Do you have a Health Savings Account (HSA)? Or maybe you are thinking about getting one? How would you like to test your knowledge about HSAs? Here are a few Health Savings Accounts tips that may have escaped your detection.
#1 – You can cash in later
You know HSAs help pay for covered healthcare expenses. Right? But, did you know there is no time limit on getting reimbursed? As long as you incurred the expenses after you set up your account, you can get your tax-free reimbursement any time in the future. Seriously, any time. Also, unlike a 401k, there is no mandatory distributions after a set age. If you never want to make distributions, you don’t have to. Here’s the catch. You have to keep those receipts. Hey, it is IRS-governed, after all.
#2 – HSAs cover more than the typical medical plan
Want to banish your eyeglasses? Wish you could get help with paying for LASIK surgery? HSAs can help. IRS-qualified healthcare expenses include more than your average medical plan, like dental and vision care (including LASIK surgery, even if you don’t have a dental or vision plan).
Hearing aids are another big item that most medical plans don’t cover but they are qualified healthcare expenses under your HSA. You can check out the IRS site for the details. Lots and lots of details.
#3 – After age 65, you are penalty-free for non-medical expenses
“What!!?? Are you serious?” Yep! You can use your HSA savings for non-medical expenses. However, there are consequences (bet you expected that).
- The IRS taxes funds withdrawn for non-medical expenses – AND –
- You get hit with a 20% penalty
But wait. There is a very BIG exception. If you already celebrated your 65thbirthday (Happy birthday!), you can withdraw the money for non-medical expenses with no penalty.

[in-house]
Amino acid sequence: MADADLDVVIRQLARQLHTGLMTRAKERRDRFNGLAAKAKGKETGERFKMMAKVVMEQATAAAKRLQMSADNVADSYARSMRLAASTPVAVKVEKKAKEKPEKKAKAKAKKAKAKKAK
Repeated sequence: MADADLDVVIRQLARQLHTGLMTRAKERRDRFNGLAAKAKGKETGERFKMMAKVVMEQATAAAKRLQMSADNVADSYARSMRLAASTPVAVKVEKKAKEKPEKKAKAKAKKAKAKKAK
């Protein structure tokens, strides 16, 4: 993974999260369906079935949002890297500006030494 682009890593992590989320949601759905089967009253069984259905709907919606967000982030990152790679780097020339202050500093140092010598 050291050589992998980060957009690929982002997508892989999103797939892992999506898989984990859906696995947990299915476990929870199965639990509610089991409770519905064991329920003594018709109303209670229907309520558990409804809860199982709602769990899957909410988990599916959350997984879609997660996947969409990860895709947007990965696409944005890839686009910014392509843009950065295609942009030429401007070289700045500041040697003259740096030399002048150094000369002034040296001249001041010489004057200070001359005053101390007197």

You WILL be taxed on withdrawals used for non-medical expenses – no matter your senior citizen status.
#4 – Your HSA stays an HSA if your spouse inherits it
What happens if you still have your HSA when you pass away? If you named your spouse as your beneficiary, your spouse takes over the HSA.
- He or she is subject to the same HSA rules and regulations.
- That includes receiving tax-free distributions for qualified healthcare expenses.
If you did not name a beneficiary or named someone other than your spouse, the HSA is no longer an HSA but taxable income for the person inheriting the account. By the way, some states make you have the consent of your spouse if you try to do an end-run around naming your spouse as a beneficiary.
#5 – You can keep your HSA even when changing medical plans
Most HSA account holders know the account is theirs to keep. Even if they change jobs, they take the HSA with them.
- But what happens if you change your medical plan?
- What happens if the new plan is not a qualified High-Deductible Health Plan (HDHP)?
An HDHP is a requirement to set up and contribute to an HSA. But, did you know if you change to a non-HDHP, you can still use your established HSA?
That’s right. You can take tax-free withdrawals for reimbursing qualified healthcare expenses. You just won’t be able to make new contributions to your savings plan. How did you do?
Disclaimer: As always, the information provided is for your general background only and is not intended to constitute legal or tax advice as to your specific circumstances. We recommend you review legislation with legal counsel and visit your tax advisor for tax assistance and advice. We also recommend that you optimize your healthcare spending, maximize your savings, and better your livelihood!
Disclaimer: the content presented in this article are for informational purposes only, and is not, and must not be considered tax, investment, legal, accounting or financial planning advice, nor a recommendation as to a specific course of action. Investors should consult all available information, including fund prospectuses, and consult with appropriate tax, investment, accounting, legal, and accounting professionals, as appropriate, before making any investment or utilizing any financial planning strategy.